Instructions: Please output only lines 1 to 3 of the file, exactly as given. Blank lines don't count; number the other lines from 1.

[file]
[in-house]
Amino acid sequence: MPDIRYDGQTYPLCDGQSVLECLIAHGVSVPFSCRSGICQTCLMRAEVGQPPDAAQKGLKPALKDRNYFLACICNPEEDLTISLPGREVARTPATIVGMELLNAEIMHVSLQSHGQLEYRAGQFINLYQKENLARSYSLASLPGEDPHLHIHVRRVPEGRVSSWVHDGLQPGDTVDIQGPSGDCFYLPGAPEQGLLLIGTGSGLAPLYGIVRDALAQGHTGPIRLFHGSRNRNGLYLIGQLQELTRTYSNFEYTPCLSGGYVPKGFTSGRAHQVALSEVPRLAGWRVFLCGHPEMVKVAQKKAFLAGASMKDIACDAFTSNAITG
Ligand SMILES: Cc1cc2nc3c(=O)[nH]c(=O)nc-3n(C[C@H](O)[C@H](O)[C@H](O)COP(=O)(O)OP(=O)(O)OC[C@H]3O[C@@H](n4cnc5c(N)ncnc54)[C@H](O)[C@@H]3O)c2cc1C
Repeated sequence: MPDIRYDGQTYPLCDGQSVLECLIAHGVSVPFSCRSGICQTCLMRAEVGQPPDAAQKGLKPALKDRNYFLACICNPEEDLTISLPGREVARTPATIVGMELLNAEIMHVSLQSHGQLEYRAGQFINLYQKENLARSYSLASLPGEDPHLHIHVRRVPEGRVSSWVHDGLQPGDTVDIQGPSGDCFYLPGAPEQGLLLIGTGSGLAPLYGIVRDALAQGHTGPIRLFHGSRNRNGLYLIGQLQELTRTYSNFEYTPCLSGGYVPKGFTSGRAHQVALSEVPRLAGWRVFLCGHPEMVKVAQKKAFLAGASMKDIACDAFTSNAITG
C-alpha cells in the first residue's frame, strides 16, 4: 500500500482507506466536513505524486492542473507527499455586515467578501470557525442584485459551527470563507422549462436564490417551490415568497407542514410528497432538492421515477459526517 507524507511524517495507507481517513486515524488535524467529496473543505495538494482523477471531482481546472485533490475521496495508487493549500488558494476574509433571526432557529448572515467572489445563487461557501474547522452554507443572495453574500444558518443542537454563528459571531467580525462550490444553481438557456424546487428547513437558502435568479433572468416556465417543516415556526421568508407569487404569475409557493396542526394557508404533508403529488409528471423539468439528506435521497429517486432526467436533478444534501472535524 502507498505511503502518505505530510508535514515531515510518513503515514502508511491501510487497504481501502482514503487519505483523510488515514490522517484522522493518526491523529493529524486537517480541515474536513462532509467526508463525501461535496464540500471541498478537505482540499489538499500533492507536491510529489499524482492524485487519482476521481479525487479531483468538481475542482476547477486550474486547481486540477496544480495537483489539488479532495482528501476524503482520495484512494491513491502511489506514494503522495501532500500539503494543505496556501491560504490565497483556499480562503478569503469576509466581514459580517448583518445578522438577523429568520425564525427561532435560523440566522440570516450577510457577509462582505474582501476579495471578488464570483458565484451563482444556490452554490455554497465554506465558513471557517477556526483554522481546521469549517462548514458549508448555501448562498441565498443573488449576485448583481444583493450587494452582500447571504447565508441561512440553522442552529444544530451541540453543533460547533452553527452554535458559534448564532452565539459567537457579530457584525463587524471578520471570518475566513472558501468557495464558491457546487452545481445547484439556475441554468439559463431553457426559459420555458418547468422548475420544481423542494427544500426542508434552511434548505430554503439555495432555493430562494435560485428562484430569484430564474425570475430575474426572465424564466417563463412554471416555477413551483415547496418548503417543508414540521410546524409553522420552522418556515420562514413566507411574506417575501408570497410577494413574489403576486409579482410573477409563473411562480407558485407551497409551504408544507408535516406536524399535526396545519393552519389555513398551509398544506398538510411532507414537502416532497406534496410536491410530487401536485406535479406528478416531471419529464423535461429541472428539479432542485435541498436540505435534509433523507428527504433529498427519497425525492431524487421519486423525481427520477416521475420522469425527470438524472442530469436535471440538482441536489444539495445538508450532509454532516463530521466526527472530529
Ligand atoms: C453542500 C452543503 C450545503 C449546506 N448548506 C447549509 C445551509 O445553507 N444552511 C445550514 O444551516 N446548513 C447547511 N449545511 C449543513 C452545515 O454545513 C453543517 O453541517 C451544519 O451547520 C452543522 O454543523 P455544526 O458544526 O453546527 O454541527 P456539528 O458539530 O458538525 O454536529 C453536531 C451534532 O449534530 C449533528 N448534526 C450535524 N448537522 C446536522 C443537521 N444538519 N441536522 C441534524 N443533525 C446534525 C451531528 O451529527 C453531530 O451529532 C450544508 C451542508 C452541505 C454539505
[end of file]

[in-house]
Amino acid sequence: MPDIRYDGQTYPLCDGQSVLECLIAHGVSVPFSCRSGICQTCLMRAEVGQPPDAAQKGLKPALKDRNYFLACICNPEEDLTISLPGREVARTPATIVGMELLNAEIMHVSLQSHGQLEYRAGQFINLYQKENLARSYSLASLPGEDPHLHIHVRRVPEGRVSSWVHDGLQPGDTVDIQGPSGDCFYLPGAPEQGLLLIGTGSGLAPLYGIVRDALAQGHTGPIRLFHGSRNRNGLYLIGQLQELTRTYSNFEYTPCLSGGYVPKGFTSGRAHQVALSEVPRLAGWRVFLCGHPEMVKVAQKKAFLAGASMKDIACDAFTSNAITG
Ligand SMILES: Cc1cc2nc3c(=O)[nH]c(=O)nc-3n(C[C@H](O)[C@H](O)[C@H](O)COP(=O)(O)OP(=O)(O)OC[C@H]3O[C@@H](n4cnc5c(N)ncnc54)[C@H](O)[C@@H]3O)c2cc1C